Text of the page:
The family of a 13-year-old Oakland girl who was declared brain-dead after tonsil-removal surgery served a cease-and-desist order to Children's Hospital Oakland on Tuesday demanding that she be kept on life support, then said hours later that the hospital had agreed not to remove the ventilator.
However, the next steps remained unclear, and privacy laws left the hospital unable to comment on the case or "correct misperceptions created about this sad situation," the chief of pediatrics said in a written statement.
The move by relatives of Jahi McMath brought a potential legal element into an unusual -- though not unprecedented -- case that has captured widespread attention.
Tonsillectomies are one of the country's most common surgeries. More than 700,000 are performed each year, according to a recent study, and estimates of mortality in the U.S. and England range from 1 death in every 10,000 cases to 1 death in every 29,000 cases.
Jahi's family said she had a tonsillectomy at the hospital on Dec. 9 to correct her sleep apnea. She appeared to be fine after emerging from the operation, relatives said, but later blood began pouring out of her nose and mouth and she went into cardiac arrest. She was declared brain-dead Thursday.
Family members have been hoping for a recovery, though, and have accused doctors of pressuring them to remove Jahi from machines that are helping her breathe. The girl's uncle, Omari Sealey, hand-delivered a cease-and-desist letter to doctors on Tuesday written by San Francisco attorney Christopher Dolan.
The letter cited the California Patient Bill of Rights and asked top hospital officials to "refrain from any actions or activities which would remove Jahi from life support" until there is a "judicial determination" in the matter.
"If they move without our consent after having this letter in their hands," Sealey said, "they're just creating more problems for themselves."
On Tuesday afternoon, Dolan, surrounded by family members, said the hospital had agreed to keep Jahi on life support indefinitely, even as a second test Tuesday confirmed the girl had no brain activity. "There is no timeline currently," he said. "That gives the family time to hold a prayer vigil (Wednesday night) and seek to have some kind of divine intervention."
Dolan said Jahi's mother, Nailah Winkfield, had a "full and frank discussion" with doctors on Tuesday about her daughter's prognosis.
"The mother understands the progression that could take place," Dolan said. "The mother's aware of how conditions could deteriorate or stay the same. She is just of the mind that this is not something that should be rushed, and that it's something that she wants to talk to God (about)."
In a statement, David Durand, the hospital's chief of pediatrics, said, "Our hearts go out to this patient and her family. Unfortunately, we have not been authorized by the family to share information with the public about this matter. Consequently, we are not able to correct misperceptions created about this sad situation.
"Nonetheless, we want to assure the community that we are doing everything in our capacity to provide support to the grieving family."
Winkfield told reporters outside the hospital earlier Tuesday that she feared the hospital would "cover up" what happened to her daughter. She was angry, saying, "Thank you, Children's Hospital, for just ruining my child's life and my life."
Winkfield said she believes Jahi is trying to communicate with her, saying, "I feel her. I can feel my daughter. I just kind of feel like maybe she's trapped inside her own body. She wants to scream out and tell me something."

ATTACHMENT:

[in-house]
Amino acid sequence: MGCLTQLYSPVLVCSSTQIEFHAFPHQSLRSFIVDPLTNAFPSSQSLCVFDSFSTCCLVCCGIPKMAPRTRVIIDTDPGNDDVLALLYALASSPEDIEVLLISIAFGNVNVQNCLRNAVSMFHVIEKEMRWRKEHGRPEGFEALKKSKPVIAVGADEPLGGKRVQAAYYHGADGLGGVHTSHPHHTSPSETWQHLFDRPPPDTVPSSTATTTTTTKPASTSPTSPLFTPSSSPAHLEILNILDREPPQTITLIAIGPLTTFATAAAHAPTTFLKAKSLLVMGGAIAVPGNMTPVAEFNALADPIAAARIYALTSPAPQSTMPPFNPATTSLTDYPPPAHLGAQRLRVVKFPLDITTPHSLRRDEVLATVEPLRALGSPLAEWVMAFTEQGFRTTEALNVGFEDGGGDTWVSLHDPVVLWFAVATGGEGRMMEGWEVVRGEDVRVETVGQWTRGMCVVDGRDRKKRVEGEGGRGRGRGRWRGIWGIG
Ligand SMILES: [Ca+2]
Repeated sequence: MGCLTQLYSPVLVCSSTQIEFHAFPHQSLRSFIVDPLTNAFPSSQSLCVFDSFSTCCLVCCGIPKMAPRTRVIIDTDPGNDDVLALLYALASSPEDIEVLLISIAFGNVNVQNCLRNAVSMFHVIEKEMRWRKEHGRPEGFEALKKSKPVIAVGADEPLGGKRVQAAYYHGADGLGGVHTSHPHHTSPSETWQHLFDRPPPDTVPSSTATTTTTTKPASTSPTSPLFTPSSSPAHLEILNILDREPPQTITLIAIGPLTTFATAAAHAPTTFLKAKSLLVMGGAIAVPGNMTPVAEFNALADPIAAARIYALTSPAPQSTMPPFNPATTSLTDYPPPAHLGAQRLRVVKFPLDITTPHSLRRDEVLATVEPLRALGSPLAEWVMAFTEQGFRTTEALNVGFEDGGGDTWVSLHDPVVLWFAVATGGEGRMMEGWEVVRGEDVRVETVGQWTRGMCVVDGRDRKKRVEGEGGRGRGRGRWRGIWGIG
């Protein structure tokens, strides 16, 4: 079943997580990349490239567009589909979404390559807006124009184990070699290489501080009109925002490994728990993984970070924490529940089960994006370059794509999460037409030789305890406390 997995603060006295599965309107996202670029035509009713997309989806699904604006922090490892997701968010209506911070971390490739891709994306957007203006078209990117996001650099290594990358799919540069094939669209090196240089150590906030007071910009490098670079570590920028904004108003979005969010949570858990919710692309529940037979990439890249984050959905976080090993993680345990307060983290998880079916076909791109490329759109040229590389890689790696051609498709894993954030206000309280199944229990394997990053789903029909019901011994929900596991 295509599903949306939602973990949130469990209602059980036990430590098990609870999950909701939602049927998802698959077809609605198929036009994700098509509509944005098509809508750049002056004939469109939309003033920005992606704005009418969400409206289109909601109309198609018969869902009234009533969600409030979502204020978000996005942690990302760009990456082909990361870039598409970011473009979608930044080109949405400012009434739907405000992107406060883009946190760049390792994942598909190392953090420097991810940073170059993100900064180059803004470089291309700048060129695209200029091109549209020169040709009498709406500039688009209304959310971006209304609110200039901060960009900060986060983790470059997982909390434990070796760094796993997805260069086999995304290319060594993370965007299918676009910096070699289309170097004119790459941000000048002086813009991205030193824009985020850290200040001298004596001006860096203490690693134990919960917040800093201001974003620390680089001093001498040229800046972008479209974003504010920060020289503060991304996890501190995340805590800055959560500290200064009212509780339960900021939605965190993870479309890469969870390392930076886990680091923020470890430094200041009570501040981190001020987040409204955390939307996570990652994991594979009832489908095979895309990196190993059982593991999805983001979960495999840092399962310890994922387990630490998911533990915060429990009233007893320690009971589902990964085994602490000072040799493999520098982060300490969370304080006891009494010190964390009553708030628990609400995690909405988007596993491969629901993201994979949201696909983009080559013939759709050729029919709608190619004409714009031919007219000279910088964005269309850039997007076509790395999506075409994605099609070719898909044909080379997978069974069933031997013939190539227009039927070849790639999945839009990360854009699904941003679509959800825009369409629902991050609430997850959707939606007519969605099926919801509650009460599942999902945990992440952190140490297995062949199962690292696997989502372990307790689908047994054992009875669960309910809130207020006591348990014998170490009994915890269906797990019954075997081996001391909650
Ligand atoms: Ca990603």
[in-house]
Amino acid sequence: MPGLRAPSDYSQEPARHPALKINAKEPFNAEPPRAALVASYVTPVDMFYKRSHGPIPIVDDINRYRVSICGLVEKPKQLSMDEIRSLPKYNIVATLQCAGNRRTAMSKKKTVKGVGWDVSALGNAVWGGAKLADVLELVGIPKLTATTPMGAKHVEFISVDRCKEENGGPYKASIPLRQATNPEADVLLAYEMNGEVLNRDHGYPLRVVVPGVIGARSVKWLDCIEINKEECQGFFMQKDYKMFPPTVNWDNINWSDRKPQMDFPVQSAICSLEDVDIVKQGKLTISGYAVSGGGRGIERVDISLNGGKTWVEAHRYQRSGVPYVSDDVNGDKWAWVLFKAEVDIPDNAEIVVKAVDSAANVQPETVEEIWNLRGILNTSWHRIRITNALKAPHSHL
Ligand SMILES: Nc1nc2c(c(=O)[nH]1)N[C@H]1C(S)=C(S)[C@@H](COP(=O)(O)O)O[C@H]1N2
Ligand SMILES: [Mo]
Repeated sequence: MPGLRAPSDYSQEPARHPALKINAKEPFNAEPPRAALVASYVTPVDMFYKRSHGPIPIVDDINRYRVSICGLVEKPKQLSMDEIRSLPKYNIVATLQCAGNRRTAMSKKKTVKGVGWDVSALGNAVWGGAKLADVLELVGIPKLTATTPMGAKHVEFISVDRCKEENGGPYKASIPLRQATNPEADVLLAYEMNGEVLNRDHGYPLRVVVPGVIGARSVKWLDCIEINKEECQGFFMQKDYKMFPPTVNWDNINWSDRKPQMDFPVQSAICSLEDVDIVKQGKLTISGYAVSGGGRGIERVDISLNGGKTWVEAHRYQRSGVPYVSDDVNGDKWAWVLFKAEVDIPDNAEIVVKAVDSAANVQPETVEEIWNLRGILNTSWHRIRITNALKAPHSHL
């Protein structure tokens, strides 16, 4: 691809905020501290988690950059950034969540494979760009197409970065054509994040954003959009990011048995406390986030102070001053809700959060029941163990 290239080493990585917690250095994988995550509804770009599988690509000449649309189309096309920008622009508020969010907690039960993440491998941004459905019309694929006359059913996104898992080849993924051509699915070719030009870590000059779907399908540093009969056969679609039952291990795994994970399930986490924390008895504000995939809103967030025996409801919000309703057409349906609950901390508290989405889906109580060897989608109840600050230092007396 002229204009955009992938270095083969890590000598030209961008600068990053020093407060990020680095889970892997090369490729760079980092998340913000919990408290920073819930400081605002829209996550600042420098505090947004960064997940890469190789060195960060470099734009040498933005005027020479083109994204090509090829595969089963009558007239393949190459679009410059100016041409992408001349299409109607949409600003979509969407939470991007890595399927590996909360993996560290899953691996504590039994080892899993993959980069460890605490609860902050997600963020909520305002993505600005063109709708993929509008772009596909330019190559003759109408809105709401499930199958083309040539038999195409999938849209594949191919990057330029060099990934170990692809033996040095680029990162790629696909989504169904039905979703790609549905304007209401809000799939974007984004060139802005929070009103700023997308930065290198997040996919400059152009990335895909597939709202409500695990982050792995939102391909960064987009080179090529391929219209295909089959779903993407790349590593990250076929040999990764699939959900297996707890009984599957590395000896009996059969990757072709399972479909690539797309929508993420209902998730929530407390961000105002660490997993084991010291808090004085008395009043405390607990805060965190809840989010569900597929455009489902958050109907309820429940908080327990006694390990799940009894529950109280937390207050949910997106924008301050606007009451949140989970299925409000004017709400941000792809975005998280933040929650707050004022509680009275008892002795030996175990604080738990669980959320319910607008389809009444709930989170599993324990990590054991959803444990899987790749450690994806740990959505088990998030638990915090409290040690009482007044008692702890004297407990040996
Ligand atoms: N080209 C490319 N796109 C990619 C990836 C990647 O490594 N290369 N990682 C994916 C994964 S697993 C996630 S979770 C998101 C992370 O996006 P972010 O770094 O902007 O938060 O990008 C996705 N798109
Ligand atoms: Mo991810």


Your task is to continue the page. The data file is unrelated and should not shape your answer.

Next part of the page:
She said, "I want her on as long as possible, because I really believe that God will wake her up."
The case highlights the nuances and difficulties that surround end-of-life decisions. No two cases are the same, and even the term "brain-dead" can mean different things in different contexts, experts said.
Culture, religion, family dynamics and many other factors can affect how people handle such issues, said Kathleen Day-Seiter, a Berkeley elder attorney and former social worker.
"In some cultures, you don't give up, no matter what. You don't give up until the person is gone, gone," she said. "Plus, you're dealing with the emotions of losing a loved one. It can be very complicated."
Good question "Just Wondering." This family needs to let this young girl die with dignity. Brain dead is NOT the same as a coma where the body is healing itself. I'm a mother of two grown children and a grandmother and you have to know when to let go.
Same surgery I died on the table 2 days later where I started bleeding out they almost did not save me they need to do something with theses doctor my heart goes out to this mother and her daughter
Its hard to let go, but you have to let go some day. Its the right thing to do. And YES, I have buried a 7 yr old daughter and hated every moment of it. But now she is in heaven and watching over the rest of our family until we meet again. So move on and start the grieving process, nothings going to bring this little girl back to life.
I don't blame her, I have the same feelings as the mother. You never know maybe a miracle might happen.. If she wants to keep the daughter on life support, the hospital owes that to her. Let the mom call the shots it's her daughter, brain activity or not.
"Allegedly brain dead" would be the neutral headline. So-called "brain death" is an inexact assessment. Some supposedly brain dead patients make good recoveries.
Ok. Name one case where there was absolutely no brain activity and the person recovered.
I think you are confusing brain death with comas or vegetative states, in which the brain continues to function to some degree. But brain death means the brain has died. When it dies, it can never come back to life.